Filmmaker Sylvie Rokab grew up in the jungles outside Rio de Janeiro, where she was born and raised. She speaks four languages, and is most definitely a woman of the world. She spent much of her adult life in Miami and worked as a cinematographer for the Discovery Channel and Nat Geo, among other networks.
Speaking via phone from her current home in Los Angeles, she says she credits her parents, who are French and Italian and were both born in Egypt, for instilling a love of nature at an early age. "I had parents that were nature lovers," she admits. She recalls many visits to various forests of Brazil and feeling a profound sadness to watch their infamous destruction by unregulated deforestation. She regularly visits family there and shot many scenes of her new movie, Love Thy Nature, in Visconde de Maua, which lies at the intersection of Rio, Sao Paulo, and Minas Gerais.
Her film essay will have its Florida premiere at the 29th Annual Fort Lauderdale Film Festival this weekend. It's a movie with a conscience that stems from her life-long appreciation of Mother Earth and her desire to make a movie that examines the primal connection between humans and nature.
In the movie, scientists not only speak of the problems of global warming and the history of evolution on the planet but also man's place in nature. To set a mood of exaltation, Rokab uses slow motion and time lapse sequences that celebrate nature, featuring bears, lions, and butterflies in various habitats as well as people enjoying the outdoors. Some scenes are shot in Miami Beach and the Everglades, among other locations that South Florida residents might recognize, like downtown Miami and Jonathan Dickinson State Park in West Broward.
Rokab also travelled to Africa and Alaska to shoot footage. She says the project was eight years in the making, and she moved from Coral Gables to Los Angeles to make sure she could get close to the film industry in order to finish it. This is clearly a passion project.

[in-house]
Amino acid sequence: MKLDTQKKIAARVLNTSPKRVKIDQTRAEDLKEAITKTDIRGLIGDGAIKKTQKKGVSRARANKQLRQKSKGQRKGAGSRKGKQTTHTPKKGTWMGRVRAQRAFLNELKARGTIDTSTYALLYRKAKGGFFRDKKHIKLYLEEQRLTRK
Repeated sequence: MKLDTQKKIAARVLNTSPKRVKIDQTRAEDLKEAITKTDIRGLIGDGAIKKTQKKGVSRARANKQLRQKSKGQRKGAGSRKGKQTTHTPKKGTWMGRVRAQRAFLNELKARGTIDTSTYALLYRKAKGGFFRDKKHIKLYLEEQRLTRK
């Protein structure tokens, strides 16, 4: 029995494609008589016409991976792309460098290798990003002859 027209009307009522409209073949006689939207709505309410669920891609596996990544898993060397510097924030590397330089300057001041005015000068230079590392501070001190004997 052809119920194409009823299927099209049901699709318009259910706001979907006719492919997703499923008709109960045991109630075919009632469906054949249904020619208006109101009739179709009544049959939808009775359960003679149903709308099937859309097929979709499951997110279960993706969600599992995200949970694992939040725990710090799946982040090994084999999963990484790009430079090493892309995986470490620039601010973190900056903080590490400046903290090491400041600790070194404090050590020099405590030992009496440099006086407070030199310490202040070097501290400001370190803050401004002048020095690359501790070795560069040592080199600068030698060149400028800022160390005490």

She reveals that she turned down a job at a major cable network that had a very different outlook on the subject, so she could make Love Thy Nature. "When I was conceptualizing this film, I was offered a high paying job -- it was triple what I was making previously working for television -- with a top TV network to direct, write, shoot and edit a documentary series about nature," she notes. "At a personal level, it was enticing: I would get a high paycheck to travel to exotic places around the world doing what I love to do most: film nature. But the goal of that series was to evoke viewers' fears instead of love of nature. The concept was about portraying the creepy animals with wide angle lenses to make them look as large and scary as possible -- spiders, snakes, scorpions etc."
She says she has no regrets of turning that show down. "Certainly my bank account would have been larger today if I had chosen the other path, but I feel that making this film enriched my spirit, especially when I hear viewers say they leave the theater inspired to connect with others and the world around them."
The film offers more than a tribute to nature. One of the first experts who speaks in Love Thy Nature is Jay Harmon, an inventor who has used something called "biomimicry" in industrial design. It is a concept as old as Leonardo da Vinci's consideration of human flight based on his observations of birds. Rokab says Harmon has a successful business in the Bay Area that thrives on the concept of biomimicry. She says, "They sell turbines that are mimicked after hurricanes, so these turbines are used in different cities and different industries. They hardly need any energy to turn, like hurricanes. Once they start, they continue moving."
There's another distinctive voice in the film that many will be familiar with: that of Irish actor Liam Neeson. Rokab says though she had a long wish list of several voiceover actors, Neeson was always her number one pick.
"In my daydreaming time I would close my eyes, and I kept hearing his voice," she recalls while making the film. "I talked to his voice agent, and of course I drafted a very carefully worded email that took me a couple of hours," she says and pauses to laugh. "I just told him myself that intrinsically, I felt that Liam would really resonate with this project, and he did ... He's has that amazing combination of talent and kindness and being real. He's a very real kinda guy, a wonderful, wonderful human being."
Ultimately, Rokab hopes everyone who sees the film will feel inclined to go outside and enjoy nature, both for personal health and a symbiotic relationship that can also benefit the planet in the long run. Rokab sums it up saying, "It's about making people realize their need for nature and awaken them to the realization by needing nature, by loving nature, by connecting with nature, they have a personal benefit from it, and absolutely they would be inclined to want to protect it."
Love Thy Nature will have its Florida premiere at the 29th Annual Fort Lauderdale Film Festival, Saturday, November 15, at 6 p.m. at Cinema Paradiso Hollywood and it will play again Sunday Nov. 16 at 1 p.m. at Cinema Paradiso Fort Lauderdale. Rokab will introduce the film and host a Q&A afterward. For more information visit fliff.com
Follow Hans Morgenstern on Twitter @HansMorgenstern.
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